Let's Get Dirty
A gardening blog for adults who still love to play in the dirt.
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By Penny Stine
Friday, September 30, 2011
If you planted tomatillos and are now facing a jungle like this, have I got an idea for you! At least if you're not afraid to get out the canning kettle or do some work ahead of time.
I made tomatillo sauce last weekend with a friend and processed 14 quarts using a hot water bath, preserving them for use in the winter. I had three quarts left and didn't want to process them, so I stuck one in the freezer and put the others in the fridge so I could make posole in the crock-pot this week.
Wait? Did you hear that? A thousand tiny voices sighing in ecstasy over the thought of hot, tasty posole, waiting for you when you come home from working and working out? No? Hmmm... I definitely heard something. Maybe it was the sound of my own drool dripping down my chin.
I developed this recipe after reading several others on the Internet. I'm sure it's not authentic, but it's pretty good and incredibly easy.
1 pork shoulder roast
2 – 3 cloves garlic
1 large can of hominy
1 or 2 quarts of home-canned tomatillos (you can also use home-canned tomatoes and add a bit more chiles or a can of Ro-tel tomatoes)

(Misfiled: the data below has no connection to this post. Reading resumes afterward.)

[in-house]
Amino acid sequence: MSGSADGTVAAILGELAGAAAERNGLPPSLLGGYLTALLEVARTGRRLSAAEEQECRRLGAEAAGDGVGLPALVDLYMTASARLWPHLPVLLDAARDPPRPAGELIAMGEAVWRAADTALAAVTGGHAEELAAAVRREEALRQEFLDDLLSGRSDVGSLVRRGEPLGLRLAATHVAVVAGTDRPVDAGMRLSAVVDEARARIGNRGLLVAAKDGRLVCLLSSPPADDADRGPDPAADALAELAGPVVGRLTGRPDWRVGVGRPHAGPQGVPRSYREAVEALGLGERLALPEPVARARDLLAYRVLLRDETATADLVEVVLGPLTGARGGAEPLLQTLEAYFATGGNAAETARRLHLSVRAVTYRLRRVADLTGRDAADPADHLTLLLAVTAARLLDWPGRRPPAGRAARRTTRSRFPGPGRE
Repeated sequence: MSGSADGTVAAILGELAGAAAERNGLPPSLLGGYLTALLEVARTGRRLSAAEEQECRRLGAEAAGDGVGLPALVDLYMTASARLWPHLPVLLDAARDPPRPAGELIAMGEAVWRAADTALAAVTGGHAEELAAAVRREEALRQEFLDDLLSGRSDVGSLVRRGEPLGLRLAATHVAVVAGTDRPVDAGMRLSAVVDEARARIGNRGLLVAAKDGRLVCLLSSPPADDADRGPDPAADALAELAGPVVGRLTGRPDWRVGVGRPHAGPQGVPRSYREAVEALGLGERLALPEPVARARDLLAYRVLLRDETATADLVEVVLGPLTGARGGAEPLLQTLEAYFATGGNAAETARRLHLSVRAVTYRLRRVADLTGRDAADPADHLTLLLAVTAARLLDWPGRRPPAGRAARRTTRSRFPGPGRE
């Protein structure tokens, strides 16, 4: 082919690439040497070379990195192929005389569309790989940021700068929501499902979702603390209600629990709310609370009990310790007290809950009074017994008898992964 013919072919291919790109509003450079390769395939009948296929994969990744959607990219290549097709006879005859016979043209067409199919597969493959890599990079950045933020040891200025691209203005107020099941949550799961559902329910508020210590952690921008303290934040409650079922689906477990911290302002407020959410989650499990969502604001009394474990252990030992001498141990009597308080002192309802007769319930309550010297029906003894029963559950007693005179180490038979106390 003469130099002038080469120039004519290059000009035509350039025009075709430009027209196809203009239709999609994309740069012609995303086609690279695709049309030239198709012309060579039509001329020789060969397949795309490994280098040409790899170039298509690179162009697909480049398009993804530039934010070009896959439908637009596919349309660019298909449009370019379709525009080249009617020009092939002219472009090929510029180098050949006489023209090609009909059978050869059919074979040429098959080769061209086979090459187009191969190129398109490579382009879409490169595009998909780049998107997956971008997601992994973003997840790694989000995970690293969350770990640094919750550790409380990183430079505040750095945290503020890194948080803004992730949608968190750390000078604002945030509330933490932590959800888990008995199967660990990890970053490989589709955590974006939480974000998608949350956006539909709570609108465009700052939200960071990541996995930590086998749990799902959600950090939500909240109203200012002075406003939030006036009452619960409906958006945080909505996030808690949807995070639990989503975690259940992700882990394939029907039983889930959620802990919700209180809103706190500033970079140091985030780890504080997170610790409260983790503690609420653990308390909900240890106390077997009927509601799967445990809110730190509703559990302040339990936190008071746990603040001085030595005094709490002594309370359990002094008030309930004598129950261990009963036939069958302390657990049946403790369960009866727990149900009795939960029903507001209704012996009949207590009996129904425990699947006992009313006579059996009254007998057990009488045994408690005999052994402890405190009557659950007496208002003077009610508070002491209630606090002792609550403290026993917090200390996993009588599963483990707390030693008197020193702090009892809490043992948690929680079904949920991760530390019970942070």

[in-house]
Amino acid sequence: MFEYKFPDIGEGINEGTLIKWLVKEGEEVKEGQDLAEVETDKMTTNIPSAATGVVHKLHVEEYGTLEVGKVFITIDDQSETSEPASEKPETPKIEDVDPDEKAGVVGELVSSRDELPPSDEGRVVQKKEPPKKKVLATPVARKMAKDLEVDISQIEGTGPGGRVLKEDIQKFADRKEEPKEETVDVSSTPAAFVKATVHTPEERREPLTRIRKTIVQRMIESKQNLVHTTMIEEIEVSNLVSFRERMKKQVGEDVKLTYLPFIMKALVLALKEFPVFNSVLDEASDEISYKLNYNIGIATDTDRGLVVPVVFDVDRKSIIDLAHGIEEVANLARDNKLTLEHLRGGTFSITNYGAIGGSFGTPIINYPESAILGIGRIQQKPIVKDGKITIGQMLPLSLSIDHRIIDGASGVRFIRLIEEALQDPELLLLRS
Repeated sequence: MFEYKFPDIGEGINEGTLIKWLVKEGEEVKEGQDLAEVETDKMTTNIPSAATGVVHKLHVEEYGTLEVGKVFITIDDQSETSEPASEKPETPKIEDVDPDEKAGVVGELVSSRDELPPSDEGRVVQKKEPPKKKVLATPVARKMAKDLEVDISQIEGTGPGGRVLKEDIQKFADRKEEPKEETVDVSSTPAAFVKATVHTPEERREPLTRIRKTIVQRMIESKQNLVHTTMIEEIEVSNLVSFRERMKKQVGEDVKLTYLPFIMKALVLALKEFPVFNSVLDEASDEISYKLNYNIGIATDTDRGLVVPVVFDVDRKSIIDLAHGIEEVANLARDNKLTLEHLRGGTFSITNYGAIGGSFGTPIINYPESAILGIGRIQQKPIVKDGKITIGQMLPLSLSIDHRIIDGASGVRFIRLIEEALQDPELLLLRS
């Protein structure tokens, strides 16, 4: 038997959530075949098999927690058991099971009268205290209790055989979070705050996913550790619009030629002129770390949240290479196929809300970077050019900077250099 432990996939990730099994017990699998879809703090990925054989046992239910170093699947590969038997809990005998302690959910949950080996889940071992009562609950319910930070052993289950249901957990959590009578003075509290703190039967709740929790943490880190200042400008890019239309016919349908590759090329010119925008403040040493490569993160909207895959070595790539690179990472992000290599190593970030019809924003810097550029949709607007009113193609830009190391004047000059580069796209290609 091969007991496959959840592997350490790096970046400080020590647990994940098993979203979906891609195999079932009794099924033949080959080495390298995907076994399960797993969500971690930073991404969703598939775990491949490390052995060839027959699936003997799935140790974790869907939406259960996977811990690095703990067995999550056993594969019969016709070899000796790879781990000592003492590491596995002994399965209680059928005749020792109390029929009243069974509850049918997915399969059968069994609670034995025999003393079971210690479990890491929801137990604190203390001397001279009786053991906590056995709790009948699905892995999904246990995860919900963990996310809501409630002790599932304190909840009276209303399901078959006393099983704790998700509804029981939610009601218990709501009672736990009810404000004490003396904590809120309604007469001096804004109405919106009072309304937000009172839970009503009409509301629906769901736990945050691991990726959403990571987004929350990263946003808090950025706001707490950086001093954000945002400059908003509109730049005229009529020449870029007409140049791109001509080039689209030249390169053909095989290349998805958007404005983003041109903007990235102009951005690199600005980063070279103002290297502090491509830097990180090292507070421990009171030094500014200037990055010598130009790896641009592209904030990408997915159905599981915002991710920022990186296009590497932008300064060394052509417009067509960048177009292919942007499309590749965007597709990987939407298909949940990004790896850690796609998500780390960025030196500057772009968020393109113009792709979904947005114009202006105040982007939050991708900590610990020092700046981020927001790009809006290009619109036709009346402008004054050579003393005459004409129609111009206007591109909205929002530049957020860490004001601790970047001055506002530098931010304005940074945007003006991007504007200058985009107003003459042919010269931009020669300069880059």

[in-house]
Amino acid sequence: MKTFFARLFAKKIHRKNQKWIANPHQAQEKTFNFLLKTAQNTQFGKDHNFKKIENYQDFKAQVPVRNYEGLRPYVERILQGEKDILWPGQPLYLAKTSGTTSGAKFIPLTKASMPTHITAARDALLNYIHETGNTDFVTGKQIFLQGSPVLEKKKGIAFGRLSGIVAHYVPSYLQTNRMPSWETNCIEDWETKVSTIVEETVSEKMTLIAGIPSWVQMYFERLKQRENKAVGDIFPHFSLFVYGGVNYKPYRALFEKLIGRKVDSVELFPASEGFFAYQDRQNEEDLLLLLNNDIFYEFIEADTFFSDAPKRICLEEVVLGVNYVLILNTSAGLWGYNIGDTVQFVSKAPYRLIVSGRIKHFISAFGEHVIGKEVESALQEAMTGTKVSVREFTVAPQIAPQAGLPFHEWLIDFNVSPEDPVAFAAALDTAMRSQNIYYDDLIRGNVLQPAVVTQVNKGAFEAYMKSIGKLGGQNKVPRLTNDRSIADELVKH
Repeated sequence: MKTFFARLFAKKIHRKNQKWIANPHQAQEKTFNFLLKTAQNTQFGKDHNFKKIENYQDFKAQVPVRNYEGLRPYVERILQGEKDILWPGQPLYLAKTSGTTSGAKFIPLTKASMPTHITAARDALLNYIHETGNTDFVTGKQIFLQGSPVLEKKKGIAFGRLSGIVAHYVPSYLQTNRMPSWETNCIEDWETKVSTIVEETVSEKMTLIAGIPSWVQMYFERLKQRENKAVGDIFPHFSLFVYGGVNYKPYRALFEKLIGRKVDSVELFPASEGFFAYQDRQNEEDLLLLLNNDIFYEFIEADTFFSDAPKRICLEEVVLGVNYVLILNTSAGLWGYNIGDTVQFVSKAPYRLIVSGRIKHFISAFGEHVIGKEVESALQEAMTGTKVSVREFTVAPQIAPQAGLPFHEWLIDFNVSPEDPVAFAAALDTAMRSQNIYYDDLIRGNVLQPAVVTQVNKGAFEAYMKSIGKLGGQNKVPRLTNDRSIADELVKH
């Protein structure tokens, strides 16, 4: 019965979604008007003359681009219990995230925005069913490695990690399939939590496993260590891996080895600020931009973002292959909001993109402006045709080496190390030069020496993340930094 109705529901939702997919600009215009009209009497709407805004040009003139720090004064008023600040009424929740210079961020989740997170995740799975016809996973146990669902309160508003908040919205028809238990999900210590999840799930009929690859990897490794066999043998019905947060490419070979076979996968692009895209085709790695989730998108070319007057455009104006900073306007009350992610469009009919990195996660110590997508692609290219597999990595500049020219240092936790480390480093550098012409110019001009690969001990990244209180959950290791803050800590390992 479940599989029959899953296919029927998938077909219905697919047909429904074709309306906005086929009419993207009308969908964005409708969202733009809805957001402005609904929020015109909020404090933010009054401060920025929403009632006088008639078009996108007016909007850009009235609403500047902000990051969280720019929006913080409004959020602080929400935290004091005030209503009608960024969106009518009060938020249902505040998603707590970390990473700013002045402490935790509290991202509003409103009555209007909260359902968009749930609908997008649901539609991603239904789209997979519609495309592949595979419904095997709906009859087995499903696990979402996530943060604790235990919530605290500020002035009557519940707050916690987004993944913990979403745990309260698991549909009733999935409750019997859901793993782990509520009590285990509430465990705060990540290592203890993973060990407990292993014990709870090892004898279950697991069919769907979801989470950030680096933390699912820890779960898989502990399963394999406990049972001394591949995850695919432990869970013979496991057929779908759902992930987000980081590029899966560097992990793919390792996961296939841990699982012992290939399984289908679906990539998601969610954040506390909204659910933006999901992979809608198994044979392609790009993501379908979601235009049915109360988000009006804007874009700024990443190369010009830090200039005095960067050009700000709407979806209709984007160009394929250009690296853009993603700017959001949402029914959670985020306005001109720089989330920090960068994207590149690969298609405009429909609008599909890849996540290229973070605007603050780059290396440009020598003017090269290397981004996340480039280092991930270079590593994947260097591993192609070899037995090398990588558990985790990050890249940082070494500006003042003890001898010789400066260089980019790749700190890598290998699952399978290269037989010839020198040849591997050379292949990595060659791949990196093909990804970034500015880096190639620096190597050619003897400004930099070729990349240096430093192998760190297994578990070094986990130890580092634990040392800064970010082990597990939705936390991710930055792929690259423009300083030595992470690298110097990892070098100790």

1 sandwich bag full of chopped roasted chiles (if you buy them and freeze them) or 1 can of roasted chiles
salt and pepper to taste
1 tsp cumin
Garnish: cilantro, lime, radish, avocado, sour cream or shredded cheese
Chop the onions and garlic. Put the pork roast in the crock-pot and add all the other ingredients. Cook for 8 – 10 hours. Prior to serving, break up the meat with a spoon and pull out the bone. Serve in large bowls, garnish with your favorite topping.
If you prefer spicier foods, add another can of chiles, a splash of Frank’s Red Hot sauce or additional chile powder or cayenne pepper.
Here is what you'll get:
By Penny Stine
Tuesday, September 27, 2011
I took a day off work so I could get some work done last week. I went to Rettig Farms on Orchard Mesa (thanks for the reminder, Carol) last Friday, where I picked two bushels of Roma tomatoes, one bushel of green chiles and a little less than half a bushel of red chiles. They roasted the green chiles for me while I picked tomatoes. All told, it cost me $41.75 and took about an hour and a half to pick all that produce.
Then I went home and the real work began.I’ve been canning with my friend, Jan of the awesome garden, this year. It doesn’t seem like work when you’re chatting and working at the same time. In addition to all the produce I bought, we had both picked all the tomatillos and tomatoes from our own gardens, too.
Yes, we had a mess in the kitchen. My husband complained that there was tomato juice on the walls.
Our goal was to can tomatoes, make salsa, string two red chile ristras and can some tomatillo sauce. Although we peeled tomatoes like crazy women, we didn’t quite accomplish our goal in one day. We did, however, can 21 quarts of Italian tomatoes (with garlic and basil), 14 quarts of plain tomatoes and make another 16 or 17 pints of salsa. It was almost 8 p.m. by the time we’d done all that, so we called it good and planned to get together on Sunday to deal with the tomatillos.